1/4/2019 10:06:49 AM by Mark Snowden | with 0 comments



2.8 billion lost people & you

January 2 2019 by Keith Shorter

Have you ever stood face to face with someone who has never heard of the name of Jesus? If so, it is not an experience you will soon forget.
 
Several years ago, a family from our church was serving as Christian workers in the mountains of China. After being on the field for about four months, they prepared to spend their first Christmas away from home. To help their girls remember the true meaning of Christmas, the dad took two of his daughters to a local bakery to order a birthday cake for Jesus. He got his language instructor to write out “Happy Birthday Jesus” in Chinese.
 
The baker looked at the paper and then looked at the two daughters and asked the dad, “Which one of your daughters is Jesus?”
 
The dad tried as best he could with his limited Chinese to explain that Jesus is God’s Son and that Christmas is a time when we celebrate His birth. The baker simply had no context to understand the Gospel.
 
The staggering reality is that there are approximately 2.8 billion people in the world who are just like that baker.
 
They have spent their entire lives with little or no access to the gospel. Jesus is a name they are not familiar with. The gospel simply hasn’t made it to them yet.
 
A number like 2.8 billion people can be overwhelming. Where do you start? How can anyone reach that many people? It can be easy to talk yourself out of even trying.
 
There is another, more insidious problem that we sometimes have to deal with. When we read or hear about 2.8 billion people who have little or no access to the gospel, they can become a number to us. Most of us have heard stats like this so often that we can become numb to the tragedy that those numbers represent.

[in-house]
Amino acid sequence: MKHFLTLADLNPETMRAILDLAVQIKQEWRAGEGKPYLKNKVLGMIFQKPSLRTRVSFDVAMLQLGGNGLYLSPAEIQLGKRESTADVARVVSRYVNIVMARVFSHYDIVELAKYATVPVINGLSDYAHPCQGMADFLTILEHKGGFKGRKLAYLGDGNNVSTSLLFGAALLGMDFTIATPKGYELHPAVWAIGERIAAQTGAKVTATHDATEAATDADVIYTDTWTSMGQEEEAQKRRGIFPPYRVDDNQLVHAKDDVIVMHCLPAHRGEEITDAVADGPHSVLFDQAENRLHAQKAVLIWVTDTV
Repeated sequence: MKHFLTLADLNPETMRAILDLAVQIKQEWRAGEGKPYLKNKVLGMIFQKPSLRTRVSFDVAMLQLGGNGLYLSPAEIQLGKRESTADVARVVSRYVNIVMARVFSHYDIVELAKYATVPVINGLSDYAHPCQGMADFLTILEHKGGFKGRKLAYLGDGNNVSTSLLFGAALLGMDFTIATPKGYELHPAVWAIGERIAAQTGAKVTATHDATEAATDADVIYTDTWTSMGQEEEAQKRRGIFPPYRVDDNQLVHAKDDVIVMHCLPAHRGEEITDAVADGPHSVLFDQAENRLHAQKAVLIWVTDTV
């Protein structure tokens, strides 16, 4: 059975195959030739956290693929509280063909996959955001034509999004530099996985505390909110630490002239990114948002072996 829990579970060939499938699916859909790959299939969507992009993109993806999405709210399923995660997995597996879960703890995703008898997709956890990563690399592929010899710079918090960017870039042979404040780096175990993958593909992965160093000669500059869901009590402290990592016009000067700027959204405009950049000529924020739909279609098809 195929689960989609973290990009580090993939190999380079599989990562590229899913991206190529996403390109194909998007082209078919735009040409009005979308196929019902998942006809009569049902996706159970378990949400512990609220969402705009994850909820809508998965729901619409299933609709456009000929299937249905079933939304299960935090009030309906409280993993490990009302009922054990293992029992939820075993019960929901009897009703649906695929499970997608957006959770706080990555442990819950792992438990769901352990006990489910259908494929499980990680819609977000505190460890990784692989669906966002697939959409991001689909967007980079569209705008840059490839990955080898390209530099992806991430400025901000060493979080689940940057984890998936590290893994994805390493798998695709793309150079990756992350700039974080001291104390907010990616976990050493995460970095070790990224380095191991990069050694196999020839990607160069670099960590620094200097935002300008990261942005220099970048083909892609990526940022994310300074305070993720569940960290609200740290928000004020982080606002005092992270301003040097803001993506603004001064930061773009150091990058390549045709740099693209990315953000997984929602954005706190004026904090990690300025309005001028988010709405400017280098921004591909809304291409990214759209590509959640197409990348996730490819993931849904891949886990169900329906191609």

I have a suggestion that may help. Let me ask you a question. What if the number of people who had little or no access to the gospel was not 2.8 billion, but just two?
 
Would you be willing to do something to help reach those two people who had never heard the name of Jesus, even if they lived in some distant country like Afghanistan, Pakistan or China. If you could help make a difference in their lives, what sacrifices would you make to get the Good News to them?
 
Would you pray for them? Would you give generously to support the missionaries who are being sent to share Jesus with those two people? Would you perhaps even dare to go on a mission trip yourself to show them the love of Christ and tell them how Jesus changed your life?
 
I believe you would. More than likely, you would consider it a privilege and honor to do so.
 
There are at least two people living in Afghanistan, Pakistan or China who have never even heard the name of Jesus. You and I will likely never reach billions of people, or even millions for that matter. However, any of us could reach two. Why not start with them?
 
Pray with them in mind. Give with them in mind. Go with them in mind.
 
Romans 10:13 makes this promise: “For everyone who calls on the name of the Lord will be saved.” 2019 could be an exciting year for you and two people somewhere in the world!

1/2/2019 2:40:27 PM by Keith Shorter | with 0 comments